It’s unclear, at this point, exactly what the second season of The Walking Dead will bring to the unassumingly brilliant adventure series. If the brand-new add-on episode 400 Days is any sign, nonetheless, it’s heading for be fascinating– and possibly extremely different from Lee and Clementine’s adventure in Season One.
Set throughout the first 400 days of Walking Dead’s zombie armageddon, the brand-new episode (which can be played through in an hour or so, and which needs you to have at least the first episode of Season One installed) is an anthology concentrating on five brand-new survivors, each of whom gets a narrative. And whether those tales open on a jail bus or inside a strengthened diner, none of them have a clear start or end, rather getting somewhere in the middle of each character’s narrative and centering on a single zero hour in their quest through zombie-infested Georgia.
Get the current on iPhone/iPad technology: Ipads Advisor
Like the previous 5 episodes, 400 Days is light on action, rather focusing heavily on navigating conversations, investigating your environments, and making challenging moral decisions that can modify the instructions of the tale. Remarkably, zombies are at worst a minor threat this time around, instead, many of the hazard originates from various other living people, and whether you are evading pursuers in a cornfield during the night or pushing a truck out of a sniper’s field of view, they can be much more menacing than any of the slow-moving ‘walkers’ you’ll satisfy.
Despite being a reasonably brief introduction to the characters, each vignette carries on the collection’ tradition of stellar writing, wringing a surprising amount of emotion, activity, and character development from their brief runtimes. We could’ve only simply satisfied these people, but proficient direction and believable discussion make them relatable, and the decisions you create them can feel extremely weighty. And while the stories can be played in any order, they intersect in unforeseen ways, and your actions in one might influence exactly what occurs to the hero in an additional.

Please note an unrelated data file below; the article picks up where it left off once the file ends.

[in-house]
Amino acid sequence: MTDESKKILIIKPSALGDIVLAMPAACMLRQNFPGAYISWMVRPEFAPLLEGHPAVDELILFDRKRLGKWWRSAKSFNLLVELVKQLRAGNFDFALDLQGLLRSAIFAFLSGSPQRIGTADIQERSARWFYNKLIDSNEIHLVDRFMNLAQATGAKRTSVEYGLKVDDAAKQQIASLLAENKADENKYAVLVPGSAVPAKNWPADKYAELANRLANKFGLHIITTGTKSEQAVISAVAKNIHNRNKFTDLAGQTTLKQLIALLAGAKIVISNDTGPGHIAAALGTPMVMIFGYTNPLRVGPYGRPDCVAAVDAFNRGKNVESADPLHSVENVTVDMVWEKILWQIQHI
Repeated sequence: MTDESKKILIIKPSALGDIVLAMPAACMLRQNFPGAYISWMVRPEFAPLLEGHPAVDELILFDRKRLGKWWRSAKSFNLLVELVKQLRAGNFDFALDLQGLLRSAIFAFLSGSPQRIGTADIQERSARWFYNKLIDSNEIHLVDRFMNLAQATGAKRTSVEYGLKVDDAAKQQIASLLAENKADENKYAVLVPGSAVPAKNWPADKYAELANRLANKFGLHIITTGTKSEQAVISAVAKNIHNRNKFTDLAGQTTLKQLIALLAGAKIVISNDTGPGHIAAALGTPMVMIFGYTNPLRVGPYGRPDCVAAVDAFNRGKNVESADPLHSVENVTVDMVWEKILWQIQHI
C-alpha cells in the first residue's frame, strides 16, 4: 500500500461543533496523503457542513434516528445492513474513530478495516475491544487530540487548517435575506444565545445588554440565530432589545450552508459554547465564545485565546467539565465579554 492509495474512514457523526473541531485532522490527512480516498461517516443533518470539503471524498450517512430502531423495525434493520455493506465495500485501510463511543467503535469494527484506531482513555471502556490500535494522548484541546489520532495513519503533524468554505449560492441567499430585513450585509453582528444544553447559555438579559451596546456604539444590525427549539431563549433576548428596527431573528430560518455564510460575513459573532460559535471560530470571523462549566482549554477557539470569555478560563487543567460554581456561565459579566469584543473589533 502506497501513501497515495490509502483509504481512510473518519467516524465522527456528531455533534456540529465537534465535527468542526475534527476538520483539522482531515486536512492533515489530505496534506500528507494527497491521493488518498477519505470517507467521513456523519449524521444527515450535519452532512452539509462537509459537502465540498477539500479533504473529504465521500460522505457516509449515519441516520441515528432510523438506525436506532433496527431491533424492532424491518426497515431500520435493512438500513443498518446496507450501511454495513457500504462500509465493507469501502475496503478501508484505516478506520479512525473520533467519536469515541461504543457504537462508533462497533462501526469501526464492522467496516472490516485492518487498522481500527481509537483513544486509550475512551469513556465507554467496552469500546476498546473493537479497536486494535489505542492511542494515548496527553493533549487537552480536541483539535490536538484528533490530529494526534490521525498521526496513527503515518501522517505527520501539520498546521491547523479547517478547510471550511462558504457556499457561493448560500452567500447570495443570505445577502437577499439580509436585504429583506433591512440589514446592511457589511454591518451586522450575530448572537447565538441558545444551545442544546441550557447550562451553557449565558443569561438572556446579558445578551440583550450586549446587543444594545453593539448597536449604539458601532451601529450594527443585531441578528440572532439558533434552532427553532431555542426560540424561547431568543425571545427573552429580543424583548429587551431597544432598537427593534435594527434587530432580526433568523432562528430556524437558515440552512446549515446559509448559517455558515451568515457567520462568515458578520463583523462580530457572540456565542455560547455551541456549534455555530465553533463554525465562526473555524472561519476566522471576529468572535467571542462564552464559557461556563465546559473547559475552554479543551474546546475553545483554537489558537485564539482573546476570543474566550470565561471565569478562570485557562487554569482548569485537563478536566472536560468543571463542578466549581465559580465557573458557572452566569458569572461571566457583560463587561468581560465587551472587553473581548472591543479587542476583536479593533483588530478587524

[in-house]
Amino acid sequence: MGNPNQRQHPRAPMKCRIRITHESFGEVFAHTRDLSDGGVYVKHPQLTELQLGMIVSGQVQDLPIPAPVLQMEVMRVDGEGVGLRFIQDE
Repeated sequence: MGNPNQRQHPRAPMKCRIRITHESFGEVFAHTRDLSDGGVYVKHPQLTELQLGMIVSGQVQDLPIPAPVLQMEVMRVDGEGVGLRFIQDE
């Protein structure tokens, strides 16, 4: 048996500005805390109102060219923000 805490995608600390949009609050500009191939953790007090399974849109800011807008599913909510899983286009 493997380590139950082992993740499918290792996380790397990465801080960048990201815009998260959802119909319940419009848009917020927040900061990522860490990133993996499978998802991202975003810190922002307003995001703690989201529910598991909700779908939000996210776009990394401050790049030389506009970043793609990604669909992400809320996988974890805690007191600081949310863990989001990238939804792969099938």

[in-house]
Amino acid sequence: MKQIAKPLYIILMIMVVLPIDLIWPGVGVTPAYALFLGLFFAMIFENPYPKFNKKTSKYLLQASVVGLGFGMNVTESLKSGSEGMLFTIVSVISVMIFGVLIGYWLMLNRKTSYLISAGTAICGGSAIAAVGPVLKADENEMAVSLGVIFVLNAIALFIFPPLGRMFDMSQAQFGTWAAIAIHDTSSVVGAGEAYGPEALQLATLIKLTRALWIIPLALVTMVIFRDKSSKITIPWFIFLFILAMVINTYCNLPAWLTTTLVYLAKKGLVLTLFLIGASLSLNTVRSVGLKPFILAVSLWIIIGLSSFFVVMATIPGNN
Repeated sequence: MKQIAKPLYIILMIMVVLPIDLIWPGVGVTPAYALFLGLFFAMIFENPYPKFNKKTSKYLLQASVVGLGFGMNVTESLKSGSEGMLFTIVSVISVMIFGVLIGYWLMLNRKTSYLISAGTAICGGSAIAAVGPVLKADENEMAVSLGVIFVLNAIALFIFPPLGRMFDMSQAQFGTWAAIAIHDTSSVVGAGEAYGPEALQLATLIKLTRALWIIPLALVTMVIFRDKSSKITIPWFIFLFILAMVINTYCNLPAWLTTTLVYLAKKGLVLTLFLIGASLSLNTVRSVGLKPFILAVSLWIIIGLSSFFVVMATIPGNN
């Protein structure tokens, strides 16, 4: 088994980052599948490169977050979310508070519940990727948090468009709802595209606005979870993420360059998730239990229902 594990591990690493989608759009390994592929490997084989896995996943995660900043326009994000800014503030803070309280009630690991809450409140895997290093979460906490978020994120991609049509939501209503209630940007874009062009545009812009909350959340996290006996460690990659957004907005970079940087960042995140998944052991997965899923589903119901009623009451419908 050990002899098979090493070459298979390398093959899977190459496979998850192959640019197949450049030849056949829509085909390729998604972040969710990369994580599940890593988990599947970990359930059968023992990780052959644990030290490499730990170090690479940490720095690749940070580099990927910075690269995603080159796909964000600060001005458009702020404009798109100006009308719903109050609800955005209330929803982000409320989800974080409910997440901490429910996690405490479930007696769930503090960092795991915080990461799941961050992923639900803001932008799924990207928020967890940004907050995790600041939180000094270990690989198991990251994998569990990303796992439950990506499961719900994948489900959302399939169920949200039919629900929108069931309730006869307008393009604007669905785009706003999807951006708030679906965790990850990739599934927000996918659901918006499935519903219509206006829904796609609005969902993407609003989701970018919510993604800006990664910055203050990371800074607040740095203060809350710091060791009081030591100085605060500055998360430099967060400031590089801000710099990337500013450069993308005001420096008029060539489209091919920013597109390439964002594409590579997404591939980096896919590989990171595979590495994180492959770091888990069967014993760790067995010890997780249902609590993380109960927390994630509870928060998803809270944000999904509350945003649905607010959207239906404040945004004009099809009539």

On iOS, 400 Days is mostly similar to the Mac version, other than for 3 things: the visuals are a little rougher, there’s now a black frame that appears around the screen throughout cutscenes, and actions are performed simply by tapping on highlighted areas, instead of having to mouse over them. That last thing makes making it through particular events much less complicated, but also less atmospheric, trying to line up a shot from a speeding automobile, for instance, is simple when all you’ve to do is tap on your target, but the moment loses a few of its stress-inducing immediacy without the intentionally shaky aiming cursor from the Mac edition. These are small quibbles, but those who care more about getting the ‘complete’ experience than they do about portability could want to go with an additional platform.
The bottom line. It doesn’t have rather the same psychological punch as Season One’s lengthier story, however 400 Days does an admirable job with what it’s provided. If its purpose is to obtain us primed and prepared for the 2nd period, then mission completed.